Much as I enjoy Pixar's films
, and admire and appreciate their success, I don't like the consequences of it. Disney Feature Animation, spurred by what they think is the only possible path to the future, has given up entirely on traditional cel animation, and I think that's a damned shame.
There's really something to be said for 2-D animation, I think; it has to be simplified, and therefore can't be as detailed a representation of real things in an unreal world as CGI, but in being simplified it can be very interestingly stylized. In recent examples, I loved the chunky Mike Mignola-inspired
comic book-like look of Atlantis
, the angular and earthy Incans of The Emperor's New Groove
, the godawfully grotesque-yet-compelling comix-inspired characters of Teacher's Pet
(One of these days, I'm going to have to get around to writing something on the very slightly creepy subtext in the narrative thereof; I keep promising myself that) and the gorgeous palettes and line-art realism of Brother Bear
and Home on the Range
If animation becomes too realistic, what's the point? You may as well take the hyperrealism ethos of CGI to extremes, and get things like Attack of the Clones
, where two-thirds of the movie is composited against green-screened actors. There's something magical and beautiful about traditional animation, especially in the lines. I get a veritable chill looking at lines in a large-screen theatre; they're blown up so huge that it's possible to see, depending on the precise production process, either minute imperfections in a hand-drawn line, or the sinuous smoothness of crisp and perfectly sharp computer-aided inking. Either way, there's a real sense of the human effort that goes into the process; it's not just a series of algorithms manipulated into certain actions in a way that appears like a virtual puppet, but something made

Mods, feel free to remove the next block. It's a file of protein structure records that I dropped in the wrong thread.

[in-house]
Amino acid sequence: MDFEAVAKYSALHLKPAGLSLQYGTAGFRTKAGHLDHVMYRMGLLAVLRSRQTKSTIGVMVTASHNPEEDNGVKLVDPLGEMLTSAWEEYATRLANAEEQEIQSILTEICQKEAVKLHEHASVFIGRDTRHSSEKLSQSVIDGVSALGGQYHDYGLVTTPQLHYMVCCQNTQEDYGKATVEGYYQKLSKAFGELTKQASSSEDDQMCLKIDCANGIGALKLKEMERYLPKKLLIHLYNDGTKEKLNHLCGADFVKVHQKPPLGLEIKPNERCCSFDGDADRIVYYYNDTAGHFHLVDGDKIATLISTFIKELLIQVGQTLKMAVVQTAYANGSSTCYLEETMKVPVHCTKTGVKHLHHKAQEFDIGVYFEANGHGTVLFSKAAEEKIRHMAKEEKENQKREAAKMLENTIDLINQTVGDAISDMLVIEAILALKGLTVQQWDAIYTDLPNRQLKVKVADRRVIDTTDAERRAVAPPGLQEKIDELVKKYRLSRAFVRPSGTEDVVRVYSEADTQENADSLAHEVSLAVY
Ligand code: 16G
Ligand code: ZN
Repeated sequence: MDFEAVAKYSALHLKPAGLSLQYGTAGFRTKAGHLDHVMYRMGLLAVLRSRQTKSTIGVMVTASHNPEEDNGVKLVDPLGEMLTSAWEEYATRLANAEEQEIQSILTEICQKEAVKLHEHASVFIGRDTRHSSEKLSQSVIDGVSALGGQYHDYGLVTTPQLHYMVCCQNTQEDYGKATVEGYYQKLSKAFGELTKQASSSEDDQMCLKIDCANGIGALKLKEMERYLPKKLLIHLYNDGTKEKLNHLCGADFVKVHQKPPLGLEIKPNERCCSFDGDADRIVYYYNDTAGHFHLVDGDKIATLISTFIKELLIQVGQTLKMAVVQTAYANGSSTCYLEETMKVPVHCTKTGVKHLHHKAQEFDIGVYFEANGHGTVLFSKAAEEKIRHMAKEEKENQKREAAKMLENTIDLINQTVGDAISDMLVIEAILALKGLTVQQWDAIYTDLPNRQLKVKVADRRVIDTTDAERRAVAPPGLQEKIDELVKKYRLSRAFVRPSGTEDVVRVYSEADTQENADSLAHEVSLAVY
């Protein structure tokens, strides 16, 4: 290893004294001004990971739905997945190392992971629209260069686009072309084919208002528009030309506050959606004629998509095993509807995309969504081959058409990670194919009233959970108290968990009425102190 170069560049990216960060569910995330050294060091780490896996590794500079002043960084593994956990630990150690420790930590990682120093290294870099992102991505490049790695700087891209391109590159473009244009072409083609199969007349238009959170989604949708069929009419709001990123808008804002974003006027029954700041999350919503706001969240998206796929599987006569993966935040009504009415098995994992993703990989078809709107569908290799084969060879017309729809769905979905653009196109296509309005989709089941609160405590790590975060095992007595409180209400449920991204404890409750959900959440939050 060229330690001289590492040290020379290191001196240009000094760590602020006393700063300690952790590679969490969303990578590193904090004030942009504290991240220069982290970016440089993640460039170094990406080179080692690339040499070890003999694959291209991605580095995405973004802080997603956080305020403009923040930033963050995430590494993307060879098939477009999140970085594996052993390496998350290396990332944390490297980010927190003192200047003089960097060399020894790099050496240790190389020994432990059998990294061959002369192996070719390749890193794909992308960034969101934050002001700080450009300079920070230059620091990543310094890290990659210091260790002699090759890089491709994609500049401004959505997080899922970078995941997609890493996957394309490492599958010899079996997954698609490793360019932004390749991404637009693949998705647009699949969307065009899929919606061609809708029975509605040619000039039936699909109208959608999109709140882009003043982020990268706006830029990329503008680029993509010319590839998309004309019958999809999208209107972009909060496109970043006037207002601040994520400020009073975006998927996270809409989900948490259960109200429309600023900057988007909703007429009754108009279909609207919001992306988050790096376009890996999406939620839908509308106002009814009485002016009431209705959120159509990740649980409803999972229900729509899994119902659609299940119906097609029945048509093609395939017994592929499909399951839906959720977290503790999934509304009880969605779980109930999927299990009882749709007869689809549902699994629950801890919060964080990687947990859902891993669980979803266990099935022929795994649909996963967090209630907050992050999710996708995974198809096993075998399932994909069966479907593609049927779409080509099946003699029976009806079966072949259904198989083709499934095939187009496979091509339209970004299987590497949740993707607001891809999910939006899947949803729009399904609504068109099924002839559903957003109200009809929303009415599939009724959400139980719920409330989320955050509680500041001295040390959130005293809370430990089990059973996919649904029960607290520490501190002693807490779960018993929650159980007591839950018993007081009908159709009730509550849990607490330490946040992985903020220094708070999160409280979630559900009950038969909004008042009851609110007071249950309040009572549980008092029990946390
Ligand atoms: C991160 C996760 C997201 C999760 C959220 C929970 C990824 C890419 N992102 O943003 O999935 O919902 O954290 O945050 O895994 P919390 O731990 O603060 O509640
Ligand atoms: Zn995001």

I'm no Luddite. I enjoy 3-D processes aiding the traditional ones, in ways that enhance the finished product, like the eponymous Iron Giant's mechanical detail compared to the more organic nature of the human characters, or even the "Deep Canvas" technique of Tarzan
that allowed for oil-paint-rich backgrounds with incredible depth. But to abandon even the facade of cel animation (what's sometimes called 2 1/2-D, colouring 3-D sprites as if they were hand-drawn), to leap wildly into the sometimes cold and sterile unloveliness of CGI, is a loss for the art form. (I saw the lame-beyond-words Dinosaur
in a theatre. Pixar has nothing to fear from Disney, not in the slightest.)
Because acrylic paints are cheaper, available in more colours, and easier to use, have painters given up on oils? Of course not. Yet that's much the same as what Disney has done, abandoning the company's founding techniques, only to join a race too late to seriously compete.